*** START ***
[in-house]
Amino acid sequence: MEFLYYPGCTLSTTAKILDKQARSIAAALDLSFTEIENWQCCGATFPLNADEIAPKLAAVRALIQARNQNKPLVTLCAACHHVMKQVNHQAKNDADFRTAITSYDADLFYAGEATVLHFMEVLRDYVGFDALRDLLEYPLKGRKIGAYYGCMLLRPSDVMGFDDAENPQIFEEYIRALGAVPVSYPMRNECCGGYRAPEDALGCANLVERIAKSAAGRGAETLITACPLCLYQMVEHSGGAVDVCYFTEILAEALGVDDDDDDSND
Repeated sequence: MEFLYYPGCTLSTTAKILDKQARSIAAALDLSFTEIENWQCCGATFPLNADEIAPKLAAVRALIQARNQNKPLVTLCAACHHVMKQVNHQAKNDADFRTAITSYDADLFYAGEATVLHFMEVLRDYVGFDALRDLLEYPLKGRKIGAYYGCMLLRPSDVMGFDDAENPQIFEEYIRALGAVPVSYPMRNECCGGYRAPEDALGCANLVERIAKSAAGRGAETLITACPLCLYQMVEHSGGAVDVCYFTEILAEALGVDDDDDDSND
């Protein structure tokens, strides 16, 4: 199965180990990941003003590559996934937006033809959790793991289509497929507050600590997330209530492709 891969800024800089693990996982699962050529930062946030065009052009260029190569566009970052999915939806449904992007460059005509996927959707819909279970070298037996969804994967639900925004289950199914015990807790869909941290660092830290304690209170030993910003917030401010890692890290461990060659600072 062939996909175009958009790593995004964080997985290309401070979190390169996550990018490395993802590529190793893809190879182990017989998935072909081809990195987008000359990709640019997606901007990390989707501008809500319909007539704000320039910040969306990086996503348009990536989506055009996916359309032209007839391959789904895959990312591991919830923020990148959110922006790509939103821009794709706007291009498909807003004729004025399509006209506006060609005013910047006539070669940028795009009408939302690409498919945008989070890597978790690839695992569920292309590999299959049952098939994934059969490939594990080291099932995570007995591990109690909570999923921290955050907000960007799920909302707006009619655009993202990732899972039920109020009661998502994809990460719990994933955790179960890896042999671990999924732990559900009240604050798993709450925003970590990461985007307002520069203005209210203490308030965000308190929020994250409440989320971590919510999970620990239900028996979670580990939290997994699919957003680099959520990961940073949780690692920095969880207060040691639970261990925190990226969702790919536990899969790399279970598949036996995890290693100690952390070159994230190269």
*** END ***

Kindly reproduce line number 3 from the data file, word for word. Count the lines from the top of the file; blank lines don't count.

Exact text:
Repeated sequence: MEFLYYPGCTLSTTAKILDKQARSIAAALDLSFTEIENWQCCGATFPLNADEIAPKLAAVRALIQARNQNKPLVTLCAACHHVMKQVNHQAKNDADFRTAITSYDADLFYAGEATVLHFMEVLRDYVGFDALRDLLEYPLKGRKIGAYYGCMLLRPSDVMGFDDAENPQIFEEYIRALGAVPVSYPMRNECCGGYRAPEDALGCANLVERIAKSAAGRGAETLITACPLCLYQMVEHSGGAVDVCYFTEILAEALGVDDDDDDSND